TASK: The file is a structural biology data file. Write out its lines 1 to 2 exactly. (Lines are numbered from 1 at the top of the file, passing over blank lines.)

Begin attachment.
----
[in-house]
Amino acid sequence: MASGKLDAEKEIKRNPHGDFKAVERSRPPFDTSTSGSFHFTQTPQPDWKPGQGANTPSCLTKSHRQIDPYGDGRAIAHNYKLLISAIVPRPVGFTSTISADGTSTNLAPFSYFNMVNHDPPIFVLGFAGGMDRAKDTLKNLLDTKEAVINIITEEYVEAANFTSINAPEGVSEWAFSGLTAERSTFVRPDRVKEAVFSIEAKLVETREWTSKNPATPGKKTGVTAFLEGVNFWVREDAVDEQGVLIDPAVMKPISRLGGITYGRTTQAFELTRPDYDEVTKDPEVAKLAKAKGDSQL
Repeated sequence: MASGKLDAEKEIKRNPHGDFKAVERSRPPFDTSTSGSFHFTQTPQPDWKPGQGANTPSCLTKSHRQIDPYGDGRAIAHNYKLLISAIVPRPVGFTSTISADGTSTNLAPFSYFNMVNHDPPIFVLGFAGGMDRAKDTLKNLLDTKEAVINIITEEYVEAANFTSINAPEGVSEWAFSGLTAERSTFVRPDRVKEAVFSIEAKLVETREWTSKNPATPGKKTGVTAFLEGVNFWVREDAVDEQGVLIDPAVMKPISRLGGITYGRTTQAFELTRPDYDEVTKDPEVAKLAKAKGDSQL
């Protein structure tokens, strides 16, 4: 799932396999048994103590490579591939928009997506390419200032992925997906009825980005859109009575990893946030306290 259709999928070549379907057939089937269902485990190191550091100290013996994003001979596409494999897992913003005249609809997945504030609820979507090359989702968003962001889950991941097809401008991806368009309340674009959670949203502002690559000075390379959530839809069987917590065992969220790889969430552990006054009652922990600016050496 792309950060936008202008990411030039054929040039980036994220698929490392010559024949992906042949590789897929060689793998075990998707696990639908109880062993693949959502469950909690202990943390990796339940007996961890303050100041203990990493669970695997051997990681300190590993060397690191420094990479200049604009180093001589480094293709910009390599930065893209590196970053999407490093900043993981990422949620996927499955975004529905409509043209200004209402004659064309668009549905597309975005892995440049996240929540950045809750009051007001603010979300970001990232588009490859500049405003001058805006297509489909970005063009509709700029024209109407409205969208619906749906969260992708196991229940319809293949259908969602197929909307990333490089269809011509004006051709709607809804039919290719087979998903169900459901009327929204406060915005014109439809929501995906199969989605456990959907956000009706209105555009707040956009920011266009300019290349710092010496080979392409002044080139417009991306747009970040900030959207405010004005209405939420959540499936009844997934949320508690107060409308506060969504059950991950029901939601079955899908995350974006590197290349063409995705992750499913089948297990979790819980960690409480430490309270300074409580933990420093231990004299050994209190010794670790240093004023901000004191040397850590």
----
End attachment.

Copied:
[in-house]
Amino acid sequence: MASGKLDAEKEIKRNPHGDFKAVERSRPPFDTSTSGSFHFTQTPQPDWKPGQGANTPSCLTKSHRQIDPYGDGRAIAHNYKLLISAIVPRPVGFTSTISADGTSTNLAPFSYFNMVNHDPPIFVLGFAGGMDRAKDTLKNLLDTKEAVINIITEEYVEAANFTSINAPEGVSEWAFSGLTAERSTFVRPDRVKEAVFSIEAKLVETREWTSKNPATPGKKTGVTAFLEGVNFWVREDAVDEQGVLIDPAVMKPISRLGGITYGRTTQAFELTRPDYDEVTKDPEVAKLAKAKGDSQL